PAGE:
Just yesterday, I was talking about how much I used to read as a child. Not to brag or anything, but by second grade, I was reading at a seventh grade level. (Ahem. *Dusts dirt off shoulder.*) I was always a fast and excellent reader. But, comprehension was always my struggle. And to this day, I find that I need silence and concentration to digest something important I’m reading. No, I cannot study with music on. White or ambient noise is golden for me. But anyway, back to childhood. Some of my favorite books to read when I was young involved Dr. Seuss (of course), finding out what shenanigans Amelia Bedelia was getting herself into, young adult stories a la Judy Blume and Louis Sachar, ghost stories (Goosebumps, anyone?), or even just researching paranormal activity. Being an only child, reading was a friend of mine. Reading took me on adventures, it passed time, taught me various life lessons and skills, it gave me an escape and something to look forward to.
As an adult, it’s hard to find the time to keep up with reading but I try to keep up with it as much as I can. And to this day, I still give books as gifts to children in my life. This most recent Christmas, my Godson (also cousin) received his first book from me. Yes, I gave him a dinosaur shirt and some new sheets to go with his cool dinosaur comforter. But, he and I have always bonded over the details of dinosaurs- what they ate, where and how they lived, how they defended themselves, etc. Since he’s getting older and will be able to read within a few years, I decided to buy him his first dinosaur book.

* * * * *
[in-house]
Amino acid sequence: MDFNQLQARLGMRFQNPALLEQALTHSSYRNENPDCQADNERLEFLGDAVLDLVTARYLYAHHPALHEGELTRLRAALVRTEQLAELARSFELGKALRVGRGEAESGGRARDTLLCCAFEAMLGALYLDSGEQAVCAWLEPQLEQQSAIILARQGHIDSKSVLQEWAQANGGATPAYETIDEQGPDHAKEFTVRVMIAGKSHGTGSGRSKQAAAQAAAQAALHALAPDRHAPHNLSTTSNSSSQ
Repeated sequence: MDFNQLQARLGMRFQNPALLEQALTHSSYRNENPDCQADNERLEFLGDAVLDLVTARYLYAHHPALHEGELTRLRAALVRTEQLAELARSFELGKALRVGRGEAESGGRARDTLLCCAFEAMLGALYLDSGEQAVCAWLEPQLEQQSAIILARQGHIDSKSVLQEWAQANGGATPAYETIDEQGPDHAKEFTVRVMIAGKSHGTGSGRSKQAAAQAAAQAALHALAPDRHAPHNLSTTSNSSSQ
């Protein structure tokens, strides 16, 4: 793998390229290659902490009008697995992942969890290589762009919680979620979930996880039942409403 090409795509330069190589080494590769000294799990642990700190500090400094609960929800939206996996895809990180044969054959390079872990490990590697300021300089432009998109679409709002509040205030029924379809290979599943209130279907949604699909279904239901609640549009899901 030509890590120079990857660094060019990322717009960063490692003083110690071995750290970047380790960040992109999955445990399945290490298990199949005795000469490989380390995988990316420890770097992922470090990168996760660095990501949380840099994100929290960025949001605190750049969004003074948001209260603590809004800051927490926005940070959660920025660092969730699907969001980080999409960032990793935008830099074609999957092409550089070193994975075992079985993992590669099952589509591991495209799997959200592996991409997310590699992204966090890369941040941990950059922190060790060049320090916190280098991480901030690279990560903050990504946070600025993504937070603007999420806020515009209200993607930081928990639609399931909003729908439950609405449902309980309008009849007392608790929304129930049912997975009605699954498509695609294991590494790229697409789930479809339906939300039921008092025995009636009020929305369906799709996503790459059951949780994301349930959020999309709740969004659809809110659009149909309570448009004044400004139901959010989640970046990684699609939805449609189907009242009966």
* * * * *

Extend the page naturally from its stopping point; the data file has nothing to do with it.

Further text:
While he was opening his presents on Christmas Eve with all of our family, he was hollering at excitement as he unwrapped his new toy guns, race cars, and dragons. He literally said, “THIS IS AMAZING!!” when opening gifts. While that was so fun to watch, my favorite moment was when he opened his gift from me. He opened the bag and took out the book and said, “WOW! A dino book!”. He immediately sat down in his miniature kid’s chair (that I probably would only be able to use as a tiny ottoman) and started flipping through the book. I bent down and started explaining to him that the book is organized by size (small dinosaurs to GIGANTIC) and it not only has illustrations but details about the dinosaur. He seemed so enthralled by it. It made me so happy to be able to share that moment with him in the middle of all the Christmas present madness. Not only that, but I’m looking forward to reading that book with him over the next few years as he is able to digest, learn, and enjoy what this simple dino book has to offer. It’s not just about the content…it’s about everything else books do.